There are many things I always buy at Costco. But there are also things I never buy there.
Not everything the warehouse club sells is a bulk bargain.
I’m not hating on Costco, though. I’m just using the beloved retailer to underscore the potentially high cost of being loyal to a store and failing to comparison shop.
I’m talking about not just comparing the price of one brand with another sold at the same store, but comparing the prices of one retailer with those of another.
I don’t do this unit-based price research for everything I buy, but I do it for items my household uses routinely. You’d be surprised by what you learn this way.
To illustrate, I’ve examined several types of purchases that I never make at Costco. Read on to find out where I do buy these items and why.
Frosted Flakes, Rice Krispies, Shredded Wheat, Special K — whatever cereal brand your household fancies, you’ll likely find it at Costco for less than it normally costs elsewhere. But that assumes you’re above generic and house brands.
Chains like Walmart and Aldi sell their own versions of a lot of big-name cereals. I’ve done the math on several that my household eats and always found them cheaper than Costco’s options.
Aldi has even better cereal prices than Walmart, in my experience, although I’ve only ever found generic Grape Nuts at Walmart. (The retailer’s Great Value brand sells them as “Crunchy Nuggets.”)
Wondering what else you might be overlooking at Aldi? Check out “My 7 Favorite Things to Buy at Aldi.”
2. Sandwich, storage and freezer bags
We use a lot of resealable clear plastic bags in my house, so it bothers me to reach for a box at the store and not know that it’s the cheapest option that’ll do the job.
I’ve done the math on several types and sizes of these bags. Walmart’s Great Value brand always wins.
As with cereal, part of the problem with buying plastic sandwich and storage bags at Costco is that my warehouse location only carries one brand, which is a brand name: Ziploc.
Ziploc sandwich bags from my Costco, for example, cost roughly 10% more than Walmart’s Great Value version the last time I compared prices. And the price difference widens for larger and fancier bags.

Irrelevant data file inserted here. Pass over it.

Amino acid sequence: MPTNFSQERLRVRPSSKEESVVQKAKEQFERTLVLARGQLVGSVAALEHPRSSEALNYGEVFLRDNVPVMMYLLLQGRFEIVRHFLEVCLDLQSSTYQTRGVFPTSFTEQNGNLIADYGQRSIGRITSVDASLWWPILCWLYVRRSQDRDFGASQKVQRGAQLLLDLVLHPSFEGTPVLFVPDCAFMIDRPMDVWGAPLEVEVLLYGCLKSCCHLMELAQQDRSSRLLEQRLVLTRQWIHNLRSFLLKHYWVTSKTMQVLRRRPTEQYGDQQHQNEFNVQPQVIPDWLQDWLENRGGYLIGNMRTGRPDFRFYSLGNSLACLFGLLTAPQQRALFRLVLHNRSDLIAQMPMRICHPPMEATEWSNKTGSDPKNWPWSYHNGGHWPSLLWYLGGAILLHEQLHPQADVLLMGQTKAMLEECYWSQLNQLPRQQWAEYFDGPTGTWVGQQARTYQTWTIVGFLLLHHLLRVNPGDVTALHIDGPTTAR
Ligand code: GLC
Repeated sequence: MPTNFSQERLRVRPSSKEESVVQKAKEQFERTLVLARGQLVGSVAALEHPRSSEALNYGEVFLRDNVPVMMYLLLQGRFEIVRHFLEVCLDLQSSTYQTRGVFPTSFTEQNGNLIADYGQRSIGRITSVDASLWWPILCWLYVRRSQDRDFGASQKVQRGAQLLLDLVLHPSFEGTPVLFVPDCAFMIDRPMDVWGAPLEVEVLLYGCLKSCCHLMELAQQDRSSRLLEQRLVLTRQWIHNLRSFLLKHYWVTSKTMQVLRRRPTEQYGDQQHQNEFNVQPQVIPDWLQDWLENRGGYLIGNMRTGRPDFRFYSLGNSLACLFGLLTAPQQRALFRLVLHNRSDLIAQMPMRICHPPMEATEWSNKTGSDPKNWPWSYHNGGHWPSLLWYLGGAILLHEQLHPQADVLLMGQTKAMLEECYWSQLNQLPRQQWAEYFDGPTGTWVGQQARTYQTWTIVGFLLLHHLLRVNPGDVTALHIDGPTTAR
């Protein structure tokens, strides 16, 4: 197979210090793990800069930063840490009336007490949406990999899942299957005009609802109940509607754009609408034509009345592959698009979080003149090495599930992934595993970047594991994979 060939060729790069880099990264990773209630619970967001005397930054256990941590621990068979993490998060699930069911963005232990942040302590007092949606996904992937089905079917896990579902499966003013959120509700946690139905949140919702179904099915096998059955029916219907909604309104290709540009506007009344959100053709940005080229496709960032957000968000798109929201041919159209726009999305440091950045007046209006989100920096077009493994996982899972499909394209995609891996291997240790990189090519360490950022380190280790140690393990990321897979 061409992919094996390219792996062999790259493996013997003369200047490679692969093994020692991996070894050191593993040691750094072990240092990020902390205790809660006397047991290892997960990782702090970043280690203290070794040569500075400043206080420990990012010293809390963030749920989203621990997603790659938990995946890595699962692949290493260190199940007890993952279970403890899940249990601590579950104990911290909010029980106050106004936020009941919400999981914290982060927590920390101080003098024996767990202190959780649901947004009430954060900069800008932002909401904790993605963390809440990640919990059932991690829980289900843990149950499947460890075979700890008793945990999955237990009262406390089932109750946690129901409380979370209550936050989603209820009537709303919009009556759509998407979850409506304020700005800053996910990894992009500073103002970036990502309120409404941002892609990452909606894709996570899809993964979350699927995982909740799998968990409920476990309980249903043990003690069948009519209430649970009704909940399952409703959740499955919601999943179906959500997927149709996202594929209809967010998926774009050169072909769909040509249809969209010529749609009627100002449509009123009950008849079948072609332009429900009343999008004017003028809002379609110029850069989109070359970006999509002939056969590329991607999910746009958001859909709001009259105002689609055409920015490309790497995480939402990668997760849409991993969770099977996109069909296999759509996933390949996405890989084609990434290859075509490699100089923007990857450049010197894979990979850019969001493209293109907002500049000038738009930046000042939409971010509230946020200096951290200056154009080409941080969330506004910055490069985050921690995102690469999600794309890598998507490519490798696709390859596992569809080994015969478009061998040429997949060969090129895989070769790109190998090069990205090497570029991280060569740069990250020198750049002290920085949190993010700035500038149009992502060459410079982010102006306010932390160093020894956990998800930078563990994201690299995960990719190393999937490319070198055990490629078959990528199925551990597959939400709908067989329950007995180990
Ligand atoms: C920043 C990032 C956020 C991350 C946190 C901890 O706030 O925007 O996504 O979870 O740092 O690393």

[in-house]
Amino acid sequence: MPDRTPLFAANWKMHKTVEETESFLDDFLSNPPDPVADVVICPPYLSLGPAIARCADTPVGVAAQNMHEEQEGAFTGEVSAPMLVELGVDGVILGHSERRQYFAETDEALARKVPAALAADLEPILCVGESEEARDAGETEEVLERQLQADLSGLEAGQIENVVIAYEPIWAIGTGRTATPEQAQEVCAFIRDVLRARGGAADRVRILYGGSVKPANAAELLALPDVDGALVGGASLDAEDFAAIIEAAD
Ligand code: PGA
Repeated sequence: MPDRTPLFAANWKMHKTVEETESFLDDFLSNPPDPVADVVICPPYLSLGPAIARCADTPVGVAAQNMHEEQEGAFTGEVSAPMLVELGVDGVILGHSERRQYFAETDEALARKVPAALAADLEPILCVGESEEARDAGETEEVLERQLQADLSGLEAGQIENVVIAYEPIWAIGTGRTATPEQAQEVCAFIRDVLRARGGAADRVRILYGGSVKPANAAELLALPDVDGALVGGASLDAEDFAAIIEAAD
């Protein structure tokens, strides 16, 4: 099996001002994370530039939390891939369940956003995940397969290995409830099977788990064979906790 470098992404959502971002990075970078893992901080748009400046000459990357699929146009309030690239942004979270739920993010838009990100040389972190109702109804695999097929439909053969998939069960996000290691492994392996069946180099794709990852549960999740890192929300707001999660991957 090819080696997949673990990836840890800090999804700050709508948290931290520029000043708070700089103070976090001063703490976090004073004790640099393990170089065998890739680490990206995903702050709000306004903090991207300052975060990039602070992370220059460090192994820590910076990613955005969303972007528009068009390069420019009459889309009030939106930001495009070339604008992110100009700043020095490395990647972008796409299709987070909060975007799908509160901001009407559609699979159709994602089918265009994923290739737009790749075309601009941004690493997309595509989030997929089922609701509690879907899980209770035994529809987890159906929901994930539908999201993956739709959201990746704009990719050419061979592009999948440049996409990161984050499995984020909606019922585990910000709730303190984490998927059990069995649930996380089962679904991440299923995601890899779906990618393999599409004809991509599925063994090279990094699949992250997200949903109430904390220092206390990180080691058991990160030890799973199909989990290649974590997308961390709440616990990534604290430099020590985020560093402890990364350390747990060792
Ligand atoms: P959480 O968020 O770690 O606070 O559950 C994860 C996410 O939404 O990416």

3. Manual toothbrushes
To be fair, not buying toothbrushes at Costco isn’t so much about price as it is about selection, and I do buy electric toothbrush heads at Costco because of their price.
I prefer manual toothbrushes that carry the American Dental Association’s Seal of Acceptance, though. I’ve not seen them at my Costco store, so I usually order them online or grab them at Walmart or Target.
4. Trash bags
One of my household’s trash cans requires oversized trash bags — roughly 25- to 30-gallon bags — preferably with drawstrings.
The last time I checked, the cheapest option that fit the bill at Costco (33-gallon bags by Costco’s Kirkland Signature brand) was 2.5 cents more per bag than the cheapest option at Aldi (30-gallon bags by Aldi’s Boulder brand). That translated to Aldi’s bags costing 13% less.
For a list of Kirkland Signature products that are worth considering, check out “11 Generic Products You Should Buy at Costco.”
5. Shave gel
Shave gel, like manual toothbrushes, is something I never buy at Costco due to a combination of selection and price.
My sensitive skin prefers shave gel or cream with as little fragrance as possible. The most affordable such option I’ve found is the Therapeutic Shave Gel from Target’s Up & Up brand. It lists fragrance as its second-to-last ingredient and costs me $2.69 at most. (By federal law, cosmetics ingredients must be listed in descending order of prominence, meaning listed in an order that reflects how prevalent they are, with the ingredients that constitute the largest percentages of a product listed first.)
Suave’s Daily Clarifying Shampoo is about as basic as shampoo gets, but it does the job just fine for me. Not to mention I can buy a 30-ounce bottle for no more than $2 at Walmart.
Good luck matching that price at Costco. Even the chain’s house-brand option, Kirkland Signature Moisture Shampoo, costs several times as much for a 33.8-ounce bottle.
To be fair, though, I do buy conditioner at Costco.
My little household can’t always use up a 12-pound bag of rice or even a 5-pound bag of quinoa before its expiration date passes, so we don’t risk wasting food or money by buying it from a warehouse club.
The bigger rice eater of the household grabs that grain wherever is convenient for him, while I tend to buy quinoa at Walmart — which carries a house brand of organic quinoa.
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